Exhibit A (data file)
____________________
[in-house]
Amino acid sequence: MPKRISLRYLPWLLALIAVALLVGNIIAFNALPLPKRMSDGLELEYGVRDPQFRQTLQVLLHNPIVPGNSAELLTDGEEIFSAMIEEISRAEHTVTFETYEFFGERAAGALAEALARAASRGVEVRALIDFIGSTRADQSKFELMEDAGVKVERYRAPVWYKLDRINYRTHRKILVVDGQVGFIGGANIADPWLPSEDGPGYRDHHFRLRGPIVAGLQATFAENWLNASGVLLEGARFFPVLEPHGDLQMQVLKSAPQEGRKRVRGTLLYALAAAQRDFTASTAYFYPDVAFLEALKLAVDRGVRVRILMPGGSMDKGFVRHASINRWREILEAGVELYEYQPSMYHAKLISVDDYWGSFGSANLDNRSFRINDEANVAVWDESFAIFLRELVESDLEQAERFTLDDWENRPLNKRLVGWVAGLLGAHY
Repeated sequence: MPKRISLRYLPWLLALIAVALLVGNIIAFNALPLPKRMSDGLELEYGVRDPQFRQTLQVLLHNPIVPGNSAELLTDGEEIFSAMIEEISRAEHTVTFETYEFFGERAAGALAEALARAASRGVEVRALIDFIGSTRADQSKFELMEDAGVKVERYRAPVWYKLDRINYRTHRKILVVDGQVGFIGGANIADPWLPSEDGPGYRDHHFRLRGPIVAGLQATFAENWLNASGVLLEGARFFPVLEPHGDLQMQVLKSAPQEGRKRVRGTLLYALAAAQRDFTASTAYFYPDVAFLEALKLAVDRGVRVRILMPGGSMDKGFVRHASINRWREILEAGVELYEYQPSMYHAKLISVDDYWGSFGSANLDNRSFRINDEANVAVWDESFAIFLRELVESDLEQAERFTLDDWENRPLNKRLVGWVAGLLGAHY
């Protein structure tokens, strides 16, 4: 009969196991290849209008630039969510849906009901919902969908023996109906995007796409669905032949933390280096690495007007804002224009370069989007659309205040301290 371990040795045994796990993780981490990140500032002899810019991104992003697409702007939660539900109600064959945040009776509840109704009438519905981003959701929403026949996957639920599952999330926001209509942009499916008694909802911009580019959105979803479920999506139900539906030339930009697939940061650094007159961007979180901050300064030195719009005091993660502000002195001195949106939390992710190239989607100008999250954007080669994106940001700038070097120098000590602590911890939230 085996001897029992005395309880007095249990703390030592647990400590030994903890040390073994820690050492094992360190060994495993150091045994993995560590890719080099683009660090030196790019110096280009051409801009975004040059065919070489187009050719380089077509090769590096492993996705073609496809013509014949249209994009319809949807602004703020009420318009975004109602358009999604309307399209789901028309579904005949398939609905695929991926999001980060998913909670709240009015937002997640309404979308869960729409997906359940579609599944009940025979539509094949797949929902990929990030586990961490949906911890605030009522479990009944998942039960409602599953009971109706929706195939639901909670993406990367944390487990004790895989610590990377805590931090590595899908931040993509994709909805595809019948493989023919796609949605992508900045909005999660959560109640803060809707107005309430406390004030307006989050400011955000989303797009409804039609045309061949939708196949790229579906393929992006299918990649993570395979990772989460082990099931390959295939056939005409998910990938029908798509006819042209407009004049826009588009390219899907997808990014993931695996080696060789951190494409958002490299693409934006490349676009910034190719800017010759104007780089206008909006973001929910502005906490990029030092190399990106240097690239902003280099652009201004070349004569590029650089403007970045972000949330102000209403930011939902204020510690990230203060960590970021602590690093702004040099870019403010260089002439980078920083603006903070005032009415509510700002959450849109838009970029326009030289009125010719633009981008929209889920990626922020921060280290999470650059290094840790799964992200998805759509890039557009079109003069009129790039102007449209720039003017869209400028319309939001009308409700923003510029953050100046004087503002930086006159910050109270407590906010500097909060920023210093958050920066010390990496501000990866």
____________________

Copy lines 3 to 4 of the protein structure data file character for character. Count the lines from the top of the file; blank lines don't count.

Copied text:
Repeated sequence: MPKRISLRYLPWLLALIAVALLVGNIIAFNALPLPKRMSDGLELEYGVRDPQFRQTLQVLLHNPIVPGNSAELLTDGEEIFSAMIEEISRAEHTVTFETYEFFGERAAGALAEALARAASRGVEVRALIDFIGSTRADQSKFELMEDAGVKVERYRAPVWYKLDRINYRTHRKILVVDGQVGFIGGANIADPWLPSEDGPGYRDHHFRLRGPIVAGLQATFAENWLNASGVLLEGARFFPVLEPHGDLQMQVLKSAPQEGRKRVRGTLLYALAAAQRDFTASTAYFYPDVAFLEALKLAVDRGVRVRILMPGGSMDKGFVRHASINRWREILEAGVELYEYQPSMYHAKLISVDDYWGSFGSANLDNRSFRINDEANVAVWDESFAIFLRELVESDLEQAERFTLDDWENRPLNKRLVGWVAGLLGAHY
């Protein structure tokens, strides 16, 4: 009969196991290849209008630039969510849906009901919902969908023996109906995007796409669905032949933390280096690495007007804002224009370069989007659309205040301290 371990040795045994796990993780981490990140500032002899810019991104992003697409702007939660539900109600064959945040009776509840109704009438519905981003959701929403026949996957639920599952999330926001209509942009499916008694909802911009580019959105979803479920999506139900539906030339930009697939940061650094007159961007979180901050300064030195719009005091993660502000002195001195949106939390992710190239989607100008999250954007080669994106940001700038070097120098000590602590911890939230 085996001897029992005395309880007095249990703390030592647990400590030994903890040390073994820690050492094992360190060994495993150091045994993995560590890719080099683009660090030196790019110096280009051409801009975004040059065919070489187009050719380089077509090769590096492993996705073609496809013509014949249209994009319809949807602004703020009420318009975004109602358009999604309307399209789901028309579904005949398939609905695929991926999001980060998913909670709240009015937002997640309404979308869960729409997906359940579609599944009940025979539509094949797949929902990929990030586990961490949906911890605030009522479990009944998942039960409602599953009971109706929706195939639901909670993406990367944390487990004790895989610590990377805590931090590595899908931040993509994709909805595809019948493989023919796609949605992508900045909005999660959560109640803060809707107005309430406390004030307006989050400011955000989303797009409804039609045309061949939708196949790229579906393929992006299918990649993570395979990772989460082990099931390959295939056939005409998910990938029908798509006819042209407009004049826009588009390219899907997808990014993931695996080696060789951190494409958002490299693409934006490349676009910034190719800017010759104007780089206008909006973001929910502005906490990029030092190399990106240097690239902003280099652009201004070349004569590029650089403007970045972000949330102000209403930011939902204020510690990230203060960590970021602590690093702004040099870019403010260089002439980078920083603006903070005032009415509510700002959450849109838009970029326009030289009125010719633009981008929209889920990626922020921060280290999470650059290094840790799964992200998805759509890039557009079109003069009129790039102007449209720039003017869209400028319309939001009308409700923003510029953050100046004087503002930086006159910050109270407590906010500097909060920023210093958050920066010390990496501000990866």